Find Information About:

Drugs & Supplements

Get information and reviews on prescription drugs, over-the-counter medications, vitamins, and supplements. Search by name or medical condition.

Pill Identifier

Pill Identifier

Having trouble identifying your pills?

Enter the shape, color, or imprint of your prescription or OTC drug. Our pill identification tool will display pictures that you can compare to your pill.

Get Started

My Medicine

Save your medicine, check interactions, sign up for FDA alerts, create family profiles and more.

Get Started

WebMD Health Experts and Community

Talk to health experts and other people like you in WebMD's Communities. It's a safe forum where you can create or participate in support groups and discussions about health topics that interest you.

  • Second Opinion

    Second Opinion

    Read expert perspectives on popular health topics.

  • Community


    Connect with people like you, and get expert guidance on living a healthy life.

Got a health question? Get answers provided by leading organizations, doctors, and experts.

Get Answers

Sign up to receive WebMD's award-winning content delivered to your inbox.

Sign Up

Restless Legs Syndrome Center

Font Size

Restless Legs Syndrome


Diagnosis of Restless Legs Syndrome

There is no medical test to diagnose RLS; however, doctors may use blood tests and other exams to rule out other conditions. The diagnosis of RLS is based on a patient’s symptoms and answers to questions concerning family history of similar symptoms, medication use, the presence of other symptoms or medical conditions, or problems with daytime sleepiness.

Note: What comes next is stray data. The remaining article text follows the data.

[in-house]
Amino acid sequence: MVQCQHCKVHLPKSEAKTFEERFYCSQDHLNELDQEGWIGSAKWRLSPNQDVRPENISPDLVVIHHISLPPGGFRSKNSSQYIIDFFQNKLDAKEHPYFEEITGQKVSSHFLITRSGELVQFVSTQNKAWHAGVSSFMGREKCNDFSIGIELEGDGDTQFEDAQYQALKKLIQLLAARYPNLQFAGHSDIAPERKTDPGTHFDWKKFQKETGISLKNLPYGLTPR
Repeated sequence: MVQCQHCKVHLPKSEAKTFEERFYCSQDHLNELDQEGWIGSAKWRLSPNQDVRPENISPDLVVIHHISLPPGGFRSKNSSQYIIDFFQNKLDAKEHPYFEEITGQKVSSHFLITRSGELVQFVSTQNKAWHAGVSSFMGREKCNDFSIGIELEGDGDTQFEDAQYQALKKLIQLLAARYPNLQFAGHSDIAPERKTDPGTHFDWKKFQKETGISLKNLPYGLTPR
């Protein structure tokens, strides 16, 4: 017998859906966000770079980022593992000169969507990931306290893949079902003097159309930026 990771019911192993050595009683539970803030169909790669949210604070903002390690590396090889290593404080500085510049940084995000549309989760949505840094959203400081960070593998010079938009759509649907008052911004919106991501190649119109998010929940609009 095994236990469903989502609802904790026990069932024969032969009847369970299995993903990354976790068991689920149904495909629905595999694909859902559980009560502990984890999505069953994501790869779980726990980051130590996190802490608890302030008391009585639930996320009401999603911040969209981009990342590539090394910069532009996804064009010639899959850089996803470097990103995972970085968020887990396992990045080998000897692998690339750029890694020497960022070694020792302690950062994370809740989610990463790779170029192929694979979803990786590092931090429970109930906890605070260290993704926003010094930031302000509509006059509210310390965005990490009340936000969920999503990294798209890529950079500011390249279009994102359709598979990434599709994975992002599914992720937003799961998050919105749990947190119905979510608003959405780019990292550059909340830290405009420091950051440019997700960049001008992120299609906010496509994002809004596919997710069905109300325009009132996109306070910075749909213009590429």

Treatment for Restless Legs Syndrome

Treatment for RLS is targeted at easing symptoms. In people with mild to moderate restless legs syndrome, lifestyle changes, such as beginning a regular exercise program, establishing regular sleep patterns, and eliminating or decreasing the use of caffeine, alcohol, and tobacco, may be helpful. Treatment of an RLS-associated condition also may provide relief of symptoms.

Other non-drug RLS treatments may include:

  • Leg massages
  • Hot baths or heating pads or ice packs applied to the legs
  • Good sleep habits
  • A vibrating pad called Relaxis

Medications may be helpful as RLS treatments, but the same drugs are not helpful for everyone. In fact, a drug that relieves symptoms in one person may worsen them in another. In other cases, a drug that works for a while may lose its effectiveness over time.

Drugs used to treat RLS include:

  • Dopaminergic drugs, which act on the neurotransmitter dopamine in the brain. Mirapex, Neupro, and Requip are FDA-approved for treatment of moderate to severe RLS. Others, such as levodopa, may also be prescribed.
  • Benzodiazepines, a class of sedative medications, may be used to help with sleep, but they can cause daytime drowsiness.
  • Narcotic pain relievers may be used for severe pain.
  • Anticonvulsants, or antiseizure drugs, such as Tegretol, Lyrica, Neurontin, and Horizant.

Although there is no cure for restless legs syndrome, current treatments can help control the condition, decrease symptoms, and improve sleep.

WebMD Medical Reference

Reviewed by William Blahd, MD on April 15, 2015
1 | 2
Next Article:

Today on WebMD

woman asleep foot hanging out
Is it nervous or sleep disorder?
woman knitting
Warm baths, exercise, and nixing caffeine will help.
woman stretching leg
We’ve got four ideas to try and four to avoid.
patient and doctor
If you think you may have RLS, see a doctor for an exam.
woman asleep foot hanging out
pharmacist with a client
woman walking her dog
patient and doctor